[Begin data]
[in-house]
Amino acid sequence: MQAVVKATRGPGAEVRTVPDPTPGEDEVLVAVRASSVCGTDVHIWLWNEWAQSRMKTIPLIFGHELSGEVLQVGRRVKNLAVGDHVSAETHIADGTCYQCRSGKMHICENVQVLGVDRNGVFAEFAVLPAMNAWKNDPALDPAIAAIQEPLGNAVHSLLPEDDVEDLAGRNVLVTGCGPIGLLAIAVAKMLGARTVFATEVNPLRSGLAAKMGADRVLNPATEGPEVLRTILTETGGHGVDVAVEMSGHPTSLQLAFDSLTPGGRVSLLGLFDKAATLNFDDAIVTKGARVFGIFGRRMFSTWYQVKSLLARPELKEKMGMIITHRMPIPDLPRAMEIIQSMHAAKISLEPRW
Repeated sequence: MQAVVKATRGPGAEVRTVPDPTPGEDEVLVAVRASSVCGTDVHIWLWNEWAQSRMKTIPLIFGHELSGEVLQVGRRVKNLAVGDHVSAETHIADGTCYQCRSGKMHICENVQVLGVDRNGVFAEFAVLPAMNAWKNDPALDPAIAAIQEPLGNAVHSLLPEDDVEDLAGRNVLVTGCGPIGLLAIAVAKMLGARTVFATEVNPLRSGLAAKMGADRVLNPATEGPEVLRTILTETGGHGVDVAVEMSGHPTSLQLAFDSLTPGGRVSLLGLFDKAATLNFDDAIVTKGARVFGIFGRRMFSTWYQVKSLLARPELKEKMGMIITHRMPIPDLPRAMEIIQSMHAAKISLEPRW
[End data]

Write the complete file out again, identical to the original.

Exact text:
[in-house]
Amino acid sequence: MQAVVKATRGPGAEVRTVPDPTPGEDEVLVAVRASSVCGTDVHIWLWNEWAQSRMKTIPLIFGHELSGEVLQVGRRVKNLAVGDHVSAETHIADGTCYQCRSGKMHICENVQVLGVDRNGVFAEFAVLPAMNAWKNDPALDPAIAAIQEPLGNAVHSLLPEDDVEDLAGRNVLVTGCGPIGLLAIAVAKMLGARTVFATEVNPLRSGLAAKMGADRVLNPATEGPEVLRTILTETGGHGVDVAVEMSGHPTSLQLAFDSLTPGGRVSLLGLFDKAATLNFDDAIVTKGARVFGIFGRRMFSTWYQVKSLLARPELKEKMGMIITHRMPIPDLPRAMEIIQSMHAAKISLEPRW
Repeated sequence: MQAVVKATRGPGAEVRTVPDPTPGEDEVLVAVRASSVCGTDVHIWLWNEWAQSRMKTIPLIFGHELSGEVLQVGRRVKNLAVGDHVSAETHIADGTCYQCRSGKMHICENVQVLGVDRNGVFAEFAVLPAMNAWKNDPALDPAIAAIQEPLGNAVHSLLPEDDVEDLAGRNVLVTGCGPIGLLAIAVAKMLGARTVFATEVNPLRSGLAAKMGADRVLNPATEGPEVLRTILTETGGHGVDVAVEMSGHPTSLQLAFDSLTPGGRVSLLGLFDKAATLNFDDAIVTKGARVFGIFGRRMFSTWYQVKSLLARPELKEKMGMIITHRMPIPDLPRAMEIIQSMHAAKISLEPRW